AP: I spenta lot of time in Bar 16 as a patron before I bought it and opened Sutra. Iloved spending time there because of the type of people I met and the vibe ofthe place. When I became the owner, I wanted to keep that spirit. I wanted aplace where different types of people could come and have a good time. I wantedto have different types of parties and different types of music. I wanted Sutrato represent underground New York. We had that vibe from day 1. It didn’tmatter if we did bhangra parties, soulful house sets or hip hop parties. Thegoal was to always to celebrate the diversity of New York and we were always ableto pull that off.

GH: I know you have a lot ofdifferent types of parties, but I’ve always seen Sutra as a hip hop spot. A lotof that has to do with the people who perform here. It’s a long list thatincludes Funkmaster Flex, Questlove, Mos Def, Slick Rick, DMC, Just Blaze and alot of others. When did you first realize that the hip hop industry embracedSutra?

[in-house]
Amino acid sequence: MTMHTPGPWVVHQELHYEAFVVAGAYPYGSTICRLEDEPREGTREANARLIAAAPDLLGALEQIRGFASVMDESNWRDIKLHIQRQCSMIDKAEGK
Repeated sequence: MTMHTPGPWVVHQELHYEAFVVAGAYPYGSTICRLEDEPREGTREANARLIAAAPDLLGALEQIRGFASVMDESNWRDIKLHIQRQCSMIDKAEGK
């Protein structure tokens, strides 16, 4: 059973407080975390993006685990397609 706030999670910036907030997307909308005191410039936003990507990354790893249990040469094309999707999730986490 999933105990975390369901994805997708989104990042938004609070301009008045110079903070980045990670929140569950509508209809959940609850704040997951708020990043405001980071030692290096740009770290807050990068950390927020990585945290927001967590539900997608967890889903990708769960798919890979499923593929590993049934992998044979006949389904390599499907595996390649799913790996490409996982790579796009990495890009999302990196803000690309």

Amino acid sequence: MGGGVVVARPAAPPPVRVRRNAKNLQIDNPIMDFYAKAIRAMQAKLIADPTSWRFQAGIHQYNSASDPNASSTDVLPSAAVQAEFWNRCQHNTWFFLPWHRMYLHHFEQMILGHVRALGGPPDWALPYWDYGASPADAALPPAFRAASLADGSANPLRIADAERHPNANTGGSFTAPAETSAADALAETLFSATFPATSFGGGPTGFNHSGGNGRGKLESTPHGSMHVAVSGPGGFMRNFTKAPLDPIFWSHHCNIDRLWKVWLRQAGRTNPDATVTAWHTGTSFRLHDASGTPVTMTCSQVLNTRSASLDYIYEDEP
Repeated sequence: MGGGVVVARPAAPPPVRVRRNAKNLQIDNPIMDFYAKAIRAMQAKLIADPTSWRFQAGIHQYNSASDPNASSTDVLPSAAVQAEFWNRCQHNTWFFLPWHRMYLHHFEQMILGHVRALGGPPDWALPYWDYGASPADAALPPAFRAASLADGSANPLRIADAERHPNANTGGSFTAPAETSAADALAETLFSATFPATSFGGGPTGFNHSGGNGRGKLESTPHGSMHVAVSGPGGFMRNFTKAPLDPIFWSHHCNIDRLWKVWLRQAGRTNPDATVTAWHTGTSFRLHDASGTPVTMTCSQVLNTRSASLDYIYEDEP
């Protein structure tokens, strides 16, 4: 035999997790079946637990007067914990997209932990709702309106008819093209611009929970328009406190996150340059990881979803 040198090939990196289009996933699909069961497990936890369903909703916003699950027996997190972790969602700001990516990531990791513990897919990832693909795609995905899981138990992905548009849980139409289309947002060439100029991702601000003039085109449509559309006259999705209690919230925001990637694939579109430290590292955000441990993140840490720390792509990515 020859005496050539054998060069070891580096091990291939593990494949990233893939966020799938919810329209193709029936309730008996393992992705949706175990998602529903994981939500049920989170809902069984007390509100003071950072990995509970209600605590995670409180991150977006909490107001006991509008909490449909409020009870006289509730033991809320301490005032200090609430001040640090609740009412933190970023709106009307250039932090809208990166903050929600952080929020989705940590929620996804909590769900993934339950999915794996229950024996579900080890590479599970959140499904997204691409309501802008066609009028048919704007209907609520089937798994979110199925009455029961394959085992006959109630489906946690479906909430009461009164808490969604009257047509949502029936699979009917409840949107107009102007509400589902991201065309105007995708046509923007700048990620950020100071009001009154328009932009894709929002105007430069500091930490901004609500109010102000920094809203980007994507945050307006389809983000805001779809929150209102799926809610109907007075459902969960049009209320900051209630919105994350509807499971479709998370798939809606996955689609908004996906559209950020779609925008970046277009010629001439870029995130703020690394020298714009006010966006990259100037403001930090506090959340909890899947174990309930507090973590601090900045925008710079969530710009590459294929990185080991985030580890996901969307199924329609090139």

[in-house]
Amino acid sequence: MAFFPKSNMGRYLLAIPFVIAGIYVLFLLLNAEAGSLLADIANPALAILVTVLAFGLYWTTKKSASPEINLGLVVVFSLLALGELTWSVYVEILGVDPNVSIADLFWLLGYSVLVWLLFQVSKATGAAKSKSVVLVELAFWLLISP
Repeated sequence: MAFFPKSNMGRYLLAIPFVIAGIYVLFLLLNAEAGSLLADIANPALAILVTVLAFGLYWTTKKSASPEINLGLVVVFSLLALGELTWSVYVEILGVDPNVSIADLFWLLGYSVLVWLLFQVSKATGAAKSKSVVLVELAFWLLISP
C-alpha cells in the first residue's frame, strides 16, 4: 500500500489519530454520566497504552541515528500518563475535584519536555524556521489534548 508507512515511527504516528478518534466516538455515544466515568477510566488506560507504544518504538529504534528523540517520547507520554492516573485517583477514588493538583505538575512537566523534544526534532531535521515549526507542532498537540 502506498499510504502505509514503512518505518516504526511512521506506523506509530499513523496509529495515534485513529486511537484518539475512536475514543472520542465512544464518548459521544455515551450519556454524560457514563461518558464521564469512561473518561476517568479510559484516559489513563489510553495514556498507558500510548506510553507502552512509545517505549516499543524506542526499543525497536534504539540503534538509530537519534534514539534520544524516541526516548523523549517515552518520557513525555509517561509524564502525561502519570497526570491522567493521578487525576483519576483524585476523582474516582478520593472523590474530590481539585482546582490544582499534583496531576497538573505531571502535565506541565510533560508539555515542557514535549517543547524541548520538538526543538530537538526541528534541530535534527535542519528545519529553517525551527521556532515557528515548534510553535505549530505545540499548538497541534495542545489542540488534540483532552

AP: Therewas a night early on when Questlove was in the DJ Booth spinning and BlackThought and Mos Def just jumped in there and started freestyling.  We had no warning but everyone in the roomloved it. It has such a raw energy about it. It felt very natural. There was nohype, no drama no problems. Everyone was just flowing with them. I sat back atthe owners table and knew it was special.

GH: Were there a lot of nights likethat?

AP: Yes. Alot of artists come to Sutra to experiment on a live crowd. You can put outmusic on the internet, but nothing beats getting the reaction of people in theclub. Artists like Just Blaze and Tony Touchknow that. They’ll come and drop new beats and hooks and samples all the timeand then we’ll hear those same elements in top 40 songs 6 months later. Sutrahas been the birthplace for a lot of new music.

GH: What has been the most successfulparty Sutra has had over the years?